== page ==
In 2017, Codecademy had been struggling to get to $1M MRR. We had set the target multiple times and fallen short repeatedly.
In December of that year, Zach (our CEO) decided that we’d pull out all the stops and focus everything we had on hitting that target.
As a sign of commitment, we all signed a big novelty check to ourselves and hung it on the wall of the office.
We pulled every lever we had, shipped as much as we could, and watched our booking every day as we got closer. Before we left for Christmas, we realized we had a shot.
On New Year's Day, we got an email that we’d hit our goal and everyone celebrated!
About 7 days later we realized that we didn’t factor in refunds and had in fact missed that goal. We took the check down, shoved it into a closet, and never looked at it again.
In 2019, we had our first $500k week. There were balloons to celebrate, I think someone bought cupcakes and then we just went back to work.
A few years after that we had our first $1M week. We didn’t buy balloons and I can’t even remember when it was exactly. Probably in 2022.
I think about that check a lot when I talk to subscription companies about growth. The early momentum can be hard to see and it makes it very easy to feel like you're behind the curve.
Recurring revenue is less like a rocket and more like a wave. It starts slow, and the momentum can be hard to see but if it keeps building it is very powerful.
Everyone wants to grow faster but it helps to understand the game that you're playing before you jump to any conclusions.
By the nature of subscription products, they are just slower to grow than E-commerce, Advertising, or B2B sales-driven products.
Because one user buys one account, subscription businesses grow linearly with their userbase growth.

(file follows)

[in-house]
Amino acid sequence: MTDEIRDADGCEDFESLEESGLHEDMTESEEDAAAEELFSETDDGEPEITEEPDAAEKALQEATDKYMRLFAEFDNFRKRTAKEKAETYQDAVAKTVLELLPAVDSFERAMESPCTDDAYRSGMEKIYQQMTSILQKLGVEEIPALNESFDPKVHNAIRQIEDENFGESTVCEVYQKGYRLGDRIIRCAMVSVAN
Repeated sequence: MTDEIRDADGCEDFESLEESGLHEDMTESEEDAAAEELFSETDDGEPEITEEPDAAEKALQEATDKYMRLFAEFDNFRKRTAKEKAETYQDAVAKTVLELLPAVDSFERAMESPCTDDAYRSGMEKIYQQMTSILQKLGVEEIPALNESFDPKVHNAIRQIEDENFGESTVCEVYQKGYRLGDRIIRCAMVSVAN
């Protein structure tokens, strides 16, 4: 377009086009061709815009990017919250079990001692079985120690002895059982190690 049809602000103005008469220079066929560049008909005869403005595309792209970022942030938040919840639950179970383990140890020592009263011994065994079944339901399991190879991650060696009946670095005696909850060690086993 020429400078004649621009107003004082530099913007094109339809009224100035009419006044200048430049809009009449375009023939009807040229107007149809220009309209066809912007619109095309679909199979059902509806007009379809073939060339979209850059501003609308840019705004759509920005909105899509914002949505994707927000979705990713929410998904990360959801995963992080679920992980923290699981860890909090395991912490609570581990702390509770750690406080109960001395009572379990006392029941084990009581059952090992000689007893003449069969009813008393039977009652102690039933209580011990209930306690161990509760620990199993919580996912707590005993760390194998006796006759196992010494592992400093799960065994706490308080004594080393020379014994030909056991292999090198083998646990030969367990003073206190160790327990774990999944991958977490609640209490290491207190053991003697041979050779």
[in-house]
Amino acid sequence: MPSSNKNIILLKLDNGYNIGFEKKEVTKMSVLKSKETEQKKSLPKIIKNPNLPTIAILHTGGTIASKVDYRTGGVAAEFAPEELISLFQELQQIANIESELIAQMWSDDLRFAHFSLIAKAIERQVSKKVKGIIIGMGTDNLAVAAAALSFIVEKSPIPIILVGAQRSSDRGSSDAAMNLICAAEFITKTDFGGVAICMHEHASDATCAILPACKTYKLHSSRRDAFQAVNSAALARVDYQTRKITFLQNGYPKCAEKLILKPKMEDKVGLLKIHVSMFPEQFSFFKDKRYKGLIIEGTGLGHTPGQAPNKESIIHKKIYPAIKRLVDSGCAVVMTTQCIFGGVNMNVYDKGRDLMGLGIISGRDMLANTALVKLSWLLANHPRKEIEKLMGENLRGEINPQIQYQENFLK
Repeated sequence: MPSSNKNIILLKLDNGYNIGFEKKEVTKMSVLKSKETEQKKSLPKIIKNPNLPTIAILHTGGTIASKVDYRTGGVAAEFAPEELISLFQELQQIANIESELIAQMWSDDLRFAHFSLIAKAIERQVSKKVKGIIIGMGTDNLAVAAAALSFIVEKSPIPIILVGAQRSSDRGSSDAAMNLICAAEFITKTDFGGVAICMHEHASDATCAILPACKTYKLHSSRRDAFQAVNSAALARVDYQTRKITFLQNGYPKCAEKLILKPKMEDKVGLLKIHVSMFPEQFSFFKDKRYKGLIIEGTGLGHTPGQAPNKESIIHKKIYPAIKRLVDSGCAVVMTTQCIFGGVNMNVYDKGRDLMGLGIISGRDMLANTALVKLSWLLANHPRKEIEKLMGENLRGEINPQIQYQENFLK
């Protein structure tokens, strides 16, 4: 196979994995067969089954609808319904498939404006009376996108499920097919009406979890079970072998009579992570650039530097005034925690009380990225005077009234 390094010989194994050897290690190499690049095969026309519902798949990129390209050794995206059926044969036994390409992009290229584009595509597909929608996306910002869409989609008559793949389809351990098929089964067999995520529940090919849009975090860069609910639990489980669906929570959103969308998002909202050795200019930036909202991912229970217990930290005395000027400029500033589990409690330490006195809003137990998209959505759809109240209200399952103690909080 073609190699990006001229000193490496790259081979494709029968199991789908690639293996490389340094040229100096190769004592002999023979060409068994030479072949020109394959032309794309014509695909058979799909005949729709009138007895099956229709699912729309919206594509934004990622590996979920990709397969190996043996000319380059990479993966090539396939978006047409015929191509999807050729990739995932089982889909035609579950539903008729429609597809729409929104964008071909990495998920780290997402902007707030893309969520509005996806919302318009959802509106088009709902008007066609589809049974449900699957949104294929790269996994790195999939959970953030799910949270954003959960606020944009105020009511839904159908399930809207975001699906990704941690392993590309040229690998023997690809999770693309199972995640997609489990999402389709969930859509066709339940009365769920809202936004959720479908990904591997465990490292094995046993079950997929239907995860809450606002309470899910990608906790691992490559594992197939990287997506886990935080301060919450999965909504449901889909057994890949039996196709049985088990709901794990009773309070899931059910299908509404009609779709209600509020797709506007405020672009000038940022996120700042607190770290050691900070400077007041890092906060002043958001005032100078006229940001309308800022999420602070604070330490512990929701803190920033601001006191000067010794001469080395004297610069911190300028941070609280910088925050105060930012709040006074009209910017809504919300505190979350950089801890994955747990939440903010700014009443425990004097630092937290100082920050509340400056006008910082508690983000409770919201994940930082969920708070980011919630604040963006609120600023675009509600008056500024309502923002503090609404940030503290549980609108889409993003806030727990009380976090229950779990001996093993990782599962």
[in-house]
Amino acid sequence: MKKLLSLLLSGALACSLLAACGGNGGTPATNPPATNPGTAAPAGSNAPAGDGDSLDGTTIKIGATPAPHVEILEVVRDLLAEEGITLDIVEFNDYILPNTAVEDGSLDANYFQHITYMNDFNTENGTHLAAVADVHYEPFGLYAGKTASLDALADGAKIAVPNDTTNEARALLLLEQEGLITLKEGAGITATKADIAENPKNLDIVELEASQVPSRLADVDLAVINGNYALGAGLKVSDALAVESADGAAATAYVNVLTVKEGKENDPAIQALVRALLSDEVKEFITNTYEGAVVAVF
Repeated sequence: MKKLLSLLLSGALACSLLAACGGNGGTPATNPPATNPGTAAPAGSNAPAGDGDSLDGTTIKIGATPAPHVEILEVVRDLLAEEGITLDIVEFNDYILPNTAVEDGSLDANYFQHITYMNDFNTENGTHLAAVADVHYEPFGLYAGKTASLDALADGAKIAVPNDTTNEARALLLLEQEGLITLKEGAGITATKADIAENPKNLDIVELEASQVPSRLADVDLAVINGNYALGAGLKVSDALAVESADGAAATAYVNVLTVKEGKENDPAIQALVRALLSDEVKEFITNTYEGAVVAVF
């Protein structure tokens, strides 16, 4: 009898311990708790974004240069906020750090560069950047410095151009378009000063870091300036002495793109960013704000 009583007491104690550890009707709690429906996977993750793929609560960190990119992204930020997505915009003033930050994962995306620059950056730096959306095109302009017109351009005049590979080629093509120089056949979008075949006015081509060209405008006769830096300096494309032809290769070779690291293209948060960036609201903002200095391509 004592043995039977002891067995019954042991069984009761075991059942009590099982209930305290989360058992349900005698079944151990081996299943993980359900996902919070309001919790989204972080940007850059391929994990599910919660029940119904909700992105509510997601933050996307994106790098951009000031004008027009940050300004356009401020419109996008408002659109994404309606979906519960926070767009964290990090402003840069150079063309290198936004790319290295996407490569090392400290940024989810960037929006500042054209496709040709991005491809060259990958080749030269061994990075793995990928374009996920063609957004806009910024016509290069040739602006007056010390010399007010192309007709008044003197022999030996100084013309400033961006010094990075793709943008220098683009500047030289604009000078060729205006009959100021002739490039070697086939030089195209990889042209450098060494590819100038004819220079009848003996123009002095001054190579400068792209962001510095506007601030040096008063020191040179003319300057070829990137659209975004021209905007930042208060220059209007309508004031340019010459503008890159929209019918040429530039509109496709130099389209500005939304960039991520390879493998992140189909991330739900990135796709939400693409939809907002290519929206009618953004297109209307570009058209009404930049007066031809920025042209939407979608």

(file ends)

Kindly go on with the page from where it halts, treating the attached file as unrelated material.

They also tend to have 1 or 2 price plans, so revenue also grows pretty linearly with userbase growth.
Combine this with the fact that many subscription companies struggle to understand their LTV, means that it's much harder to spend paid media effectively to accelerate growth.
This is much different than a B2B sales company that can sell hundreds or even thousands of accounts to a single buyer. Additionally, they typically charge more per account for large companies, which unlocks another revenue growth lever.
This means that B2B companies can grow geometrically. It's hard to do, but it is possible.
Advertising products can also unlock the same one-to-many relationship, they can increase the number of ads a user sees as well as the CPM/CPC for those ads. Again, not easy to do, but it is possible.
E-commerce companies are (typically) collecting the majority of the LTV of a user upfront, which allows them to reinvest that money back into ads quickly to acquire more users.
Subscription companies not only collect their LTV across the life of the user but they also are typically paired with a trial period or a free product, which further delays the payback period.
All of this slows down re-investing your capital back into acquisition.
The giant advantage that subscription businesses have is durability. The revenue base is made up of thousands and thousands of small transactions, which makes it both diversified and more predictable.